Patient groups have welcomed the National Institute for Health and Clinical Excellence (NICE)'s new quality standard for asthma care, with Asthma UK stating that, if successful, it "could change millions of lives."

The quality standard, which covers the diagnosis and treatment of asthma in adults, young people and children aged 12 months and older, emphasises that an integrated approach to these services is vital.

It includes a prioritised set of specific, concise and measurable statements which, when delivered collectively, should contribute to improving the effectiveness, quality, safety and experience of care for people with the condition. Included among the 11 statements are that:
- adults with new-onset asthma are assessed for occupational causes:
- people with asthma receive a structured review at least annually;
- people aged five years or older presenting to a healthcare professional with a severe or life-threatening acute exacerbation of asthma receive oral or intravenous steroids within one hour of presentation;

- people with difficult asthma are offered an assessment by a multidisciplinary difficult asthma service.

There are currently more than 5.4 million people in the UK being treated for asthma, about 1.1 million of whom are children, says NICE. There were 1,131 deaths from the condition in the UK in 2009, of whom 12 were children aged 14 years and under, which is, on average, three people per day or one person every eight hours, it adds.

"Asthma is an area where we can, and should, be doing so much more," said Professor Sue Hill and Dr Robert Winter, joint National Clinical Directors for Respiratory Disease. They welcomed the new quality standard as "a great step forward as it reinforces those areas where best practice and guidelines should be applied."

"If we address the areas of care highlighted in this quality standard, then we should see significant improvements in outcomes for people living with asthma and their overall quality of life,' they added.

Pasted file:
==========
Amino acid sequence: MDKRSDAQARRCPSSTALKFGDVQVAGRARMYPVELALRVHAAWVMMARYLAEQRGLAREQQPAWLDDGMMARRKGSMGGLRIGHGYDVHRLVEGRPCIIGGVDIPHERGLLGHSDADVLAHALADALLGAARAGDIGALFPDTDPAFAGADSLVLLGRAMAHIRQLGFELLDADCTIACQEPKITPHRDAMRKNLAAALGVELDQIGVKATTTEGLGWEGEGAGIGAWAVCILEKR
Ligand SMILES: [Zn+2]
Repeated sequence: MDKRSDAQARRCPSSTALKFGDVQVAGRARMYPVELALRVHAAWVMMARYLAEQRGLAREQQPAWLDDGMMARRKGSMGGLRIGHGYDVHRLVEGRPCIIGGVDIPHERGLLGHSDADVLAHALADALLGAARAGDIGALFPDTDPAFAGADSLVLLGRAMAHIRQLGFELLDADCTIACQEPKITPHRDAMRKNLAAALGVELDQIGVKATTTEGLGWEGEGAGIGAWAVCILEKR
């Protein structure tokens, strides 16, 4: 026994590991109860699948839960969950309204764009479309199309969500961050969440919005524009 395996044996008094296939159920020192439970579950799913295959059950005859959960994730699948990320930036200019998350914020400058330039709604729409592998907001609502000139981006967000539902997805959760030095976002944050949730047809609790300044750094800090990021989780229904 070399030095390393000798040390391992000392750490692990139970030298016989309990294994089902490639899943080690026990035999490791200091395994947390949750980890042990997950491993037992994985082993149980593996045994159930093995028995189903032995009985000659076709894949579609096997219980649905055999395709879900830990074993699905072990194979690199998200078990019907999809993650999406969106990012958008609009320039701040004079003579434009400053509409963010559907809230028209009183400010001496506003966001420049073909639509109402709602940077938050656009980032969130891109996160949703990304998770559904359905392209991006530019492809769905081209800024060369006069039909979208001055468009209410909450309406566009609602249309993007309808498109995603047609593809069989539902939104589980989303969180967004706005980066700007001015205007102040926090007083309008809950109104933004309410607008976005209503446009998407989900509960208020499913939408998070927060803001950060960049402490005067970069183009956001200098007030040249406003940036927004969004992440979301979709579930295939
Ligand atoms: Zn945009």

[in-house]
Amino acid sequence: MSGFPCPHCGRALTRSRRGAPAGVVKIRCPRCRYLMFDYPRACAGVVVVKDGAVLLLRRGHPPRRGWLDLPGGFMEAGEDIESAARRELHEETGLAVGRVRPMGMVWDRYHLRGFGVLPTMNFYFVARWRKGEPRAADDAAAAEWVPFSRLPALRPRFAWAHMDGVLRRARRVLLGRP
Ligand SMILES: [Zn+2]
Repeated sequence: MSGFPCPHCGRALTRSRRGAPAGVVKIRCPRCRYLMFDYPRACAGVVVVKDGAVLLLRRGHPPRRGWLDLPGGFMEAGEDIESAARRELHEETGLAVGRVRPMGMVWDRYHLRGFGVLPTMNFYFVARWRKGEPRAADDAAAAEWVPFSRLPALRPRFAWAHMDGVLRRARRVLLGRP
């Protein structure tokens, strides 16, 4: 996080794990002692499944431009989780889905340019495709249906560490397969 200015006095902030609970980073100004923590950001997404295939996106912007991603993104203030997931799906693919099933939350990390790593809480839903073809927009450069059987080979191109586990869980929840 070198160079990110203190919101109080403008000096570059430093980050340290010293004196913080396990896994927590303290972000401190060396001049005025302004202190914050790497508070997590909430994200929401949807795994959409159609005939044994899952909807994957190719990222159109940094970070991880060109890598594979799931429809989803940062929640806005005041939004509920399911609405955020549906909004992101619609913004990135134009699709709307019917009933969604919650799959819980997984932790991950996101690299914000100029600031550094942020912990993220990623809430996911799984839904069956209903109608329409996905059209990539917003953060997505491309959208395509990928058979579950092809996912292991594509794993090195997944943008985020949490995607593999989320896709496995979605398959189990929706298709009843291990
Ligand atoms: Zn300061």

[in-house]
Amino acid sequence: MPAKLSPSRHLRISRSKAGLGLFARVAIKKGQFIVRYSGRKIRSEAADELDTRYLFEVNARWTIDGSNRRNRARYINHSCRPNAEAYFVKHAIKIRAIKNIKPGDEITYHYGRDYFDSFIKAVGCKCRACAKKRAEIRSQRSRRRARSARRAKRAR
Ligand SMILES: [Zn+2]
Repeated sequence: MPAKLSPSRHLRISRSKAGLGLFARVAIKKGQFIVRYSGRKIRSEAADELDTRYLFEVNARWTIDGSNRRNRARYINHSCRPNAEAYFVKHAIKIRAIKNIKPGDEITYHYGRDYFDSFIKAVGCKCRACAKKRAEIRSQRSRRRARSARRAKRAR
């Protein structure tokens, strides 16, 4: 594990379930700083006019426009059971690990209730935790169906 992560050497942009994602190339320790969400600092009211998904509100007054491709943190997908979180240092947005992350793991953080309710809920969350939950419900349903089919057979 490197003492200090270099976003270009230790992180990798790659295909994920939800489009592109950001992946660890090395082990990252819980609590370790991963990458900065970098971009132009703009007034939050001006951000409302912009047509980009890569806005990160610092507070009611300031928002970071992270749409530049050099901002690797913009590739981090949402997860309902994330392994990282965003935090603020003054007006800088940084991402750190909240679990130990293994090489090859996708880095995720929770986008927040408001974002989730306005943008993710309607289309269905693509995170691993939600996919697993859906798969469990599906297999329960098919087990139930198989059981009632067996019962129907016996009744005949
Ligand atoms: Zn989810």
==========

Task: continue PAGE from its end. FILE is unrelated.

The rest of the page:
The quality standard has been endorsed by the charity Asthma UK, whose head of policy and public affairs, Emily Humphreys, said: "it will really help improve the quality of care provided for one of the most common long-term conditions - so it's no exaggeration to say that if this is successful, it could change millions of lives."

"We're particularly pleased to see the inclusion of personal asthma plans," she added. "People who have an action plan are four times less likely to need to be admitted to hospital, but only a tiny proportion of people with asthma are currently offered one. Making sure this is implemented will be the next key test for asthma in the UK," said Ms Humphreys.

Dr Penny Woods, chief executive of the British Lung Foundation, which has also endorsed the quality standard, points out that mortality from respiratory disease is 50% higher in the UK than the European Union (EU) average, and hospital admissions are significantly more common here than in elsewhere in the developed world.

"We hope that, by outlining priority areas for quality improvement, this new quality standard document will mark a significant step towards the kind of world-class care everyone working in the industry wants for the four and a half million people living with asthma across England," said Dr Woods.

- NICE quality standards describe high-priority areas of quality improvement in a defined care or service area. They are defined either from NICE guidance or NICE-accredited sources, and apply right across the NHS in England.